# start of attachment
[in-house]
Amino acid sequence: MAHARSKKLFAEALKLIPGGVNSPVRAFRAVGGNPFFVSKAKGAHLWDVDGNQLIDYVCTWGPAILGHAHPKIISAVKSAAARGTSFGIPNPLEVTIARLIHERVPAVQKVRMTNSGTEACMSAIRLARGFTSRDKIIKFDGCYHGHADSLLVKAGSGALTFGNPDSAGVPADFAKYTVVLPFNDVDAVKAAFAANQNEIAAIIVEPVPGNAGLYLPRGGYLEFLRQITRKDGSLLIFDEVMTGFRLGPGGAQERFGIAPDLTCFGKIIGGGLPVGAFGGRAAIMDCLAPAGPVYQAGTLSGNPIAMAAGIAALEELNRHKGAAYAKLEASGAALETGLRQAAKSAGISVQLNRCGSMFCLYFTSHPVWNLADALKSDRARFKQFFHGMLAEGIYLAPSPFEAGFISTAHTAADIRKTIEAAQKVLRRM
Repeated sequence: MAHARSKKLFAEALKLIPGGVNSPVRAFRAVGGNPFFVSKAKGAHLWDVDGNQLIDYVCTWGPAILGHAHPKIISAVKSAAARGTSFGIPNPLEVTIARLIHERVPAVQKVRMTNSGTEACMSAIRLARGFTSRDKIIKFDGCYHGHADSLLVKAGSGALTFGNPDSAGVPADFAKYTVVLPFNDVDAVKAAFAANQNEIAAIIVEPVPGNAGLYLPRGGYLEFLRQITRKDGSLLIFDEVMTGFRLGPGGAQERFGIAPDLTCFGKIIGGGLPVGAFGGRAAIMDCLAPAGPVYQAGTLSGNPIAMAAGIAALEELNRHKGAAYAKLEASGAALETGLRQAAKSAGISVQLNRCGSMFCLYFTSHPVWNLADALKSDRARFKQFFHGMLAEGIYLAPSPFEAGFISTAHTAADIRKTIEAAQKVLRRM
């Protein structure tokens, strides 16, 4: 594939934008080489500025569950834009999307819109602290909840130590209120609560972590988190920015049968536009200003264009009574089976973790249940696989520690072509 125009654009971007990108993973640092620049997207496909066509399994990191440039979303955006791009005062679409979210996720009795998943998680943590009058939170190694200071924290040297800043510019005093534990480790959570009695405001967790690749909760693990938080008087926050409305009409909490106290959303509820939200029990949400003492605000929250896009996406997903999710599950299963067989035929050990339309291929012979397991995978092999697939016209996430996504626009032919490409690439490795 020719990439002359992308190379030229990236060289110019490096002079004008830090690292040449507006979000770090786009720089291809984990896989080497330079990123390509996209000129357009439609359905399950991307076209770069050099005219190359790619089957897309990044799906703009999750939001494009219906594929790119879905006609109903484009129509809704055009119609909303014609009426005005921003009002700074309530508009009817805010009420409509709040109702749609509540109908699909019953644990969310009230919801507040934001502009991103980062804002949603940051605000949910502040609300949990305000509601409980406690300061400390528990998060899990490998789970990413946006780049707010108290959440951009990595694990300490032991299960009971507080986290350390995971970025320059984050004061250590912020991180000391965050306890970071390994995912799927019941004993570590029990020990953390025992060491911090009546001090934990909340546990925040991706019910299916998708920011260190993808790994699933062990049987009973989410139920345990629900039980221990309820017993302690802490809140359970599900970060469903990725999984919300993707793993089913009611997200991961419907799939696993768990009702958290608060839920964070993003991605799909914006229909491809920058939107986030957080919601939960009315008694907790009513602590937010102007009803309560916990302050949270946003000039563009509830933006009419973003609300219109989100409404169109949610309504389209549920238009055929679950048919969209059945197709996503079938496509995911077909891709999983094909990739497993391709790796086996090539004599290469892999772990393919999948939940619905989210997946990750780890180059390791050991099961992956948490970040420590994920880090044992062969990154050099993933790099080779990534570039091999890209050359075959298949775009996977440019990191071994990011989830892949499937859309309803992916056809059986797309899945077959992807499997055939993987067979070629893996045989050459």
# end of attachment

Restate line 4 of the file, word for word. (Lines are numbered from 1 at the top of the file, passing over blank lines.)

């Protein structure tokens, strides 16, 4: 594939934008080489500025569950834009999307819109602290909840130590209120609560972590988190920015049968536009200003264009009574089976973790249940696989520690072509 125009654009971007990108993973640092620049997207496909066509399994990191440039979303955006791009005062679409979210996720009795998943998680943590009058939170190694200071924290040297800043510019005093534990480790959570009695405001967790690749909760693990938080008087926050409305009409909490106290959303509820939200029990949400003492605000929250896009996406997903999710599950299963067989035929050990339309291929012979397991995978092999697939016209996430996504626009032919490409690439490795 020719990439002359992308190379030229990236060289110019490096002079004008830090690292040449507006979000770090786009720089291809984990896989080497330079990123390509996209000129357009439609359905399950991307076209770069050099005219190359790619089957897309990044799906703009999750939001494009219906594929790119879905006609109903484009129509809704055009119609909303014609009426005005921003009002700074309530508009009817805010009420409509709040109702749609509540109908699909019953644990969310009230919801507040934001502009991103980062804002949603940051605000949910502040609300949990305000509601409980406690300061400390528990998060899990490998789970990413946006780049707010108290959440951009990595694990300490032991299960009971507080986290350390995971970025320059984050004061250590912020991180000391965050306890970071390994995912799927019941004993570590029990020990953390025992060491911090009546001090934990909340546990925040991706019910299916998708920011260190993808790994699933062990049987009973989410139920345990629900039980221990309820017993302690802490809140359970599900970060469903990725999984919300993707793993089913009611997200991961419907799939696993768990009702958290608060839920964070993003991605799909914006229909491809920058939107986030957080919601939960009315008694907790009513602590937010102007009803309560916990302050949270946003000039563009509830933006009419973003609300219109989100409404169109949610309504389209549920238009055929679950048919969209059945197709996503079938496509995911077909891709999983094909990739497993391709790796086996090539004599290469892999772990393919999948939940619905989210997946990750780890180059390791050991099961992956948490970040420590994920880090044992062969990154050099993933790099080779990534570039091999890209050359075959298949775009996977440019990191071994990011989830892949499937859309309803992916056809059986797309899945077959992807499997055939993987067979070629893996045989050459």